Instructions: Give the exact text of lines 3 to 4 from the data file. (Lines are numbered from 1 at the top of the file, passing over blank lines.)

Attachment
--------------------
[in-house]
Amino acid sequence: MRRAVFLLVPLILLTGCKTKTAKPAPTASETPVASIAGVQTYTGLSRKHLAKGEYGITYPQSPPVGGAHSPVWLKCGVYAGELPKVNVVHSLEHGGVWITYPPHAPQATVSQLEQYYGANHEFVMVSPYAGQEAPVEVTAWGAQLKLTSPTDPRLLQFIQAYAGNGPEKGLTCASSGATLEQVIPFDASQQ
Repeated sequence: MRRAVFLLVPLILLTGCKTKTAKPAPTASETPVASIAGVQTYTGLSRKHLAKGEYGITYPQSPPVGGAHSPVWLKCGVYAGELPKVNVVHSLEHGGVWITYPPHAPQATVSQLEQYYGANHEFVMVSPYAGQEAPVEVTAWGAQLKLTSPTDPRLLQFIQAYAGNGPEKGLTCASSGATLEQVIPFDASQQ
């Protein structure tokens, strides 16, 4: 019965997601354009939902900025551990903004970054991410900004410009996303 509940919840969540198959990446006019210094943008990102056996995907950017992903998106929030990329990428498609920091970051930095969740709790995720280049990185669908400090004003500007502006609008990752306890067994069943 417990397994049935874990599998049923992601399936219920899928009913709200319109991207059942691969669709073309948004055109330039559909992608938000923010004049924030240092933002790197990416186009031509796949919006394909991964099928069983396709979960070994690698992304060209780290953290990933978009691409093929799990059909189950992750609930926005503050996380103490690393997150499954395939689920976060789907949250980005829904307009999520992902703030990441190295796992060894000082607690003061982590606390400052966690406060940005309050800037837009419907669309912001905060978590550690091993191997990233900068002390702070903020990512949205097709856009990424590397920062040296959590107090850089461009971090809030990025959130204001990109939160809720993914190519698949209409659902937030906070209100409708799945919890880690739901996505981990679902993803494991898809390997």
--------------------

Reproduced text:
Repeated sequence: MRRAVFLLVPLILLTGCKTKTAKPAPTASETPVASIAGVQTYTGLSRKHLAKGEYGITYPQSPPVGGAHSPVWLKCGVYAGELPKVNVVHSLEHGGVWITYPPHAPQATVSQLEQYYGANHEFVMVSPYAGQEAPVEVTAWGAQLKLTSPTDPRLLQFIQAYAGNGPEKGLTCASSGATLEQVIPFDASQQ
């Protein structure tokens, strides 16, 4: 019965997601354009939902900025551990903004970054991410900004410009996303 509940919840969540198959990446006019210094943008990102056996995907950017992903998106929030990329990428498609920091970051930095969740709790995720280049990185669908400090004003500007502006609008990752306890067994069943 417990397994049935874990599998049923992601399936219920899928009913709200319109991207059942691969669709073309948004055109330039559909992608938000923010004049924030240092933002790197990416186009031509796949919006394909991964099928069983396709979960070994690698992304060209780290953290990933978009691409093929799990059909189950992750609930926005503050996380103490690393997150499954395939689920976060789907949250980005829904307009999520992902703030990441190295796992060894000082607690003061982590606390400052966690406060940005309050800037837009419907669309912001905060978590550690091993191997990233900068002390702070903020990512949205097709856009990424590397920062040296959590107090850089461009971090809030990025959130204001990109939160809720993914190519698949209409659902937030906070209100409708799945919890880690739901996505981990679902993803494991898809390997």